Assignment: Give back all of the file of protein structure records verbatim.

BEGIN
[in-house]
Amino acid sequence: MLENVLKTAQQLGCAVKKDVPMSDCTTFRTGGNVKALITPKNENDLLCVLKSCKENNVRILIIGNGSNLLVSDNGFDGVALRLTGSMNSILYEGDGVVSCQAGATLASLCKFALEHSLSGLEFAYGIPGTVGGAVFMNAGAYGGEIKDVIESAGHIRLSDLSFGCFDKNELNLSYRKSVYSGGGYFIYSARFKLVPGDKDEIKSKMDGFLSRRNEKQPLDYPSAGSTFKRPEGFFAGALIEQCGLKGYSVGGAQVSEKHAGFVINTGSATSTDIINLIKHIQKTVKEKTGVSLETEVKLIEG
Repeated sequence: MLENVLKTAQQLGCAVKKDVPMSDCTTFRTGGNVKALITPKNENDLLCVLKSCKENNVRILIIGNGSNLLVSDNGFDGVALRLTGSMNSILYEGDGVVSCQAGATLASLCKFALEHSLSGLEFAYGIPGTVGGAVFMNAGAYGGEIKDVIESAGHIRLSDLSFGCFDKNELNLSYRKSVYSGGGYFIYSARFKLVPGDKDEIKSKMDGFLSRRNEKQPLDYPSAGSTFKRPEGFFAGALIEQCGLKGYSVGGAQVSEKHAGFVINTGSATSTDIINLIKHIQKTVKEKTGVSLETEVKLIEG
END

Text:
[in-house]
Amino acid sequence: MLENVLKTAQQLGCAVKKDVPMSDCTTFRTGGNVKALITPKNENDLLCVLKSCKENNVRILIIGNGSNLLVSDNGFDGVALRLTGSMNSILYEGDGVVSCQAGATLASLCKFALEHSLSGLEFAYGIPGTVGGAVFMNAGAYGGEIKDVIESAGHIRLSDLSFGCFDKNELNLSYRKSVYSGGGYFIYSARFKLVPGDKDEIKSKMDGFLSRRNEKQPLDYPSAGSTFKRPEGFFAGALIEQCGLKGYSVGGAQVSEKHAGFVINTGSATSTDIINLIKHIQKTVKEKTGVSLETEVKLIEG
Repeated sequence: MLENVLKTAQQLGCAVKKDVPMSDCTTFRTGGNVKALITPKNENDLLCVLKSCKENNVRILIIGNGSNLLVSDNGFDGVALRLTGSMNSILYEGDGVVSCQAGATLASLCKFALEHSLSGLEFAYGIPGTVGGAVFMNAGAYGGEIKDVIESAGHIRLSDLSFGCFDKNELNLSYRKSVYSGGGYFIYSARFKLVPGDKDEIKSKMDGFLSRRNEKQPLDYPSAGSTFKRPEGFFAGALIEQCGLKGYSVGGAQVSEKHAGFVINTGSATSTDIINLIKHIQKTVKEKTGVSLETEVKLIEG